The Supreme Court on Monday agreed to hear a challenge to restrictions on carrying firearms outside the home, teeing up a potentially landmark dispute over the scope of the Second Amendment.
In an unsigned order, the justices took up a bid by two gun owners and a New York affiliate of the National Rifle Association to challenge the state’s denial of their applications for concealed carry licenses for self-defense.
The case represents the first time the 6-3 conservative court will hear arguments over the nation’s long-running and fraught debate about gun rights in America.
It will be heard next term, which begins in October.
The court has declined to insert itself in similar cases in recent years and has not issued a major Second Amendment decision in over a decade when it ruled in a pair of cases in 2008 and 2010 that individuals have a right to keep guns in their homes.
With the addition of Justice Amy Coney Barrett last year significantly shifting the court's ideological balance to the right, court watchers have been waiting to see if the new majority would seek to revisit states' gun restrictions.
In the brief order issued Monday, the justices said they would hear the case and focus on whether "the State's denial of petitioners' applications for concealed-carry licenses for self-defense violated the Second Amendment."
The lawsuit was filed on behalf of Robert Nash and Brandon Koch, who were denied concealed carry permits for self-defense because New York officials had determined that they had failed to show a "special need" to carry weapons as required under state law.
Their lawsuit argues that such restrictions on concealed carry permits violate the Second Amendment. If they prevail in front of the Supreme Court, it could upend concealed carry laws across the country.
In a brief filed with the court in December, the gun rights activists called it "the single most important unresolved Second Amendment question" since the last major guns decision in 2010.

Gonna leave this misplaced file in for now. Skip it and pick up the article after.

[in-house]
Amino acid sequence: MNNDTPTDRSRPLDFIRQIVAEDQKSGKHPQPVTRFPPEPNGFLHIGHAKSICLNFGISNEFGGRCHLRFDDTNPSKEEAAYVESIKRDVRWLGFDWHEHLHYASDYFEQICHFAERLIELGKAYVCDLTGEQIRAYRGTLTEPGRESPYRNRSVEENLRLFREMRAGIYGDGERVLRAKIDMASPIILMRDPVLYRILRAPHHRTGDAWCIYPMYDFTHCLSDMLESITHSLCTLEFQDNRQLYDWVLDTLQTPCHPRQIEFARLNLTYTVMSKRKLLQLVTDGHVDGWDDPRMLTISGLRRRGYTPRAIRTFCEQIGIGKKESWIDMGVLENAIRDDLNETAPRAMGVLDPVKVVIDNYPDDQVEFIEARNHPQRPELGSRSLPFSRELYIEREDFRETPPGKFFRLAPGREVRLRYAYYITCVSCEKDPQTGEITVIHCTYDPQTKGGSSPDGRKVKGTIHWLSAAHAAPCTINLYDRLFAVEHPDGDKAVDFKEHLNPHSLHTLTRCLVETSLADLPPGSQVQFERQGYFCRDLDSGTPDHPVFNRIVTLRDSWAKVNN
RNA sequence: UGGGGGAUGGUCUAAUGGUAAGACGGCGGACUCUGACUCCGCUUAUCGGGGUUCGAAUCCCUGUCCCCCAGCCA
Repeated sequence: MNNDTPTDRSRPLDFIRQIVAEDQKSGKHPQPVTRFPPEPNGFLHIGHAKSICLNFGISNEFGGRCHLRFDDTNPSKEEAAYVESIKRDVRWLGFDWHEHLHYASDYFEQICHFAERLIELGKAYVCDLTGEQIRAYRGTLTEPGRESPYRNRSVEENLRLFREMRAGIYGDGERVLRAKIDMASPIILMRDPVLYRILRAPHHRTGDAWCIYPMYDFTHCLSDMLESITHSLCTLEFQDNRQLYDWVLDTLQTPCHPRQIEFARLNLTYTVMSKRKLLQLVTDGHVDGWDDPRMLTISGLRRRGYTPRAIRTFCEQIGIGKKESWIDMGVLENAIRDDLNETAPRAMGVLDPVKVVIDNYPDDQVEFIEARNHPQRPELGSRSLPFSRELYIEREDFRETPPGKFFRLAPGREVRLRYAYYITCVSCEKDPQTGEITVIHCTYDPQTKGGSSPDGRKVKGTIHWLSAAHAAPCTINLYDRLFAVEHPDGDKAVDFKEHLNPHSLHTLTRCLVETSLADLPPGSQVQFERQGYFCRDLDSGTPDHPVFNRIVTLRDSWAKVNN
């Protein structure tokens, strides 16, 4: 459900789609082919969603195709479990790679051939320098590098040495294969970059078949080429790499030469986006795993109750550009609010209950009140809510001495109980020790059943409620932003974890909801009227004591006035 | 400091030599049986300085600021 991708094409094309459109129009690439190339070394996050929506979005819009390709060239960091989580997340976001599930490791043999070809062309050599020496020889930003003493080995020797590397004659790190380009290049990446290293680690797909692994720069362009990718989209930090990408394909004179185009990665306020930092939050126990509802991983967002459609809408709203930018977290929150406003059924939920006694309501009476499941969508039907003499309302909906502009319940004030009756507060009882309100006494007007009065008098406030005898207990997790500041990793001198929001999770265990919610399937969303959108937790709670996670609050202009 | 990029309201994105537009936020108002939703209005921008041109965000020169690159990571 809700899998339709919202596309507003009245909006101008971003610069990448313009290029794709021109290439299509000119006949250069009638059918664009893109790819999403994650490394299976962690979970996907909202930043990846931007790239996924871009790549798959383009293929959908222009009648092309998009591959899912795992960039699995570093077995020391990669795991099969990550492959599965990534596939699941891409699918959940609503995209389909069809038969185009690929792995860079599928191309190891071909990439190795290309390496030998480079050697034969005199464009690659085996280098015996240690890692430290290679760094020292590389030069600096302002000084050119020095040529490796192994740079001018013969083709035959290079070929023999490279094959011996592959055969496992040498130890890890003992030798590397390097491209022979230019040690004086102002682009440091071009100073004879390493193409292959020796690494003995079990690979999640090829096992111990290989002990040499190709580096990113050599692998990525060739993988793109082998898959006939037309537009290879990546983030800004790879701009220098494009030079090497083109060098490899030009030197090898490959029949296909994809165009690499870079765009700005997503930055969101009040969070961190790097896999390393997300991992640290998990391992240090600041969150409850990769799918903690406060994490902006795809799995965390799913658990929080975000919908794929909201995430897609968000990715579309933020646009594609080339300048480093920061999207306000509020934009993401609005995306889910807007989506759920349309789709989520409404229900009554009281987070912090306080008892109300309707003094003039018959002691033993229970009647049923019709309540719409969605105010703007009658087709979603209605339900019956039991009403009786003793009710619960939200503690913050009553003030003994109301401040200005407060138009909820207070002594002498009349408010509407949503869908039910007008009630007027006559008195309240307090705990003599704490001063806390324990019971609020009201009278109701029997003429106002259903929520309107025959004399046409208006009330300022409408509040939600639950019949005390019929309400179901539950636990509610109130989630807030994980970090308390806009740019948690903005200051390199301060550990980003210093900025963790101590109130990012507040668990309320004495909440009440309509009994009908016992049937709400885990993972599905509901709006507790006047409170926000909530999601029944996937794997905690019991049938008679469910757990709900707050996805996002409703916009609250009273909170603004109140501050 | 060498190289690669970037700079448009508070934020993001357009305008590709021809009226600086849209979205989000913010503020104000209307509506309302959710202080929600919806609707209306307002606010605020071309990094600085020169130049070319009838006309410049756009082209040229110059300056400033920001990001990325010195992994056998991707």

"A law that flatly prohibits ordinary law-abiding citizens from carrying a handgun for self-defense outside the home cannot be reconciled with the Court’s affirmation of the individual right to possess and carry weapons in case of confrontation," they wrote. "The Second Amendment does not exist to protect only the rights of the happy few who distinguish themselves from the body of 'the people' through some 'proper cause.' To the contrary, the Second Amendment exists to protect the rights of all the people."
The New York state attorney general's office responded with its own brief, arguing that the law has been in place for over a century and the requirement that concealed-carry permit applicants demonstrate a proper cause is not overly restrictive or incompatible with the Supreme Court's rulings on the Second Amendment.
"This flexible standard, which numerous New York residents have successfully satisfied, generally requires a showing that the applicant has a non-speculative need for self-defense," New York's lawyers wrote. "Absent such a need, applicants may receive a 'premises' license that allows them to keep a firearm in their home or place of business, or a 'restricted' license that allows them to carrying public for any other purposes for which they have shown a non-speculative need—such as hunting, target shooting, or employment."
The brief noted that Nash and Koch were both granted restricted licenses.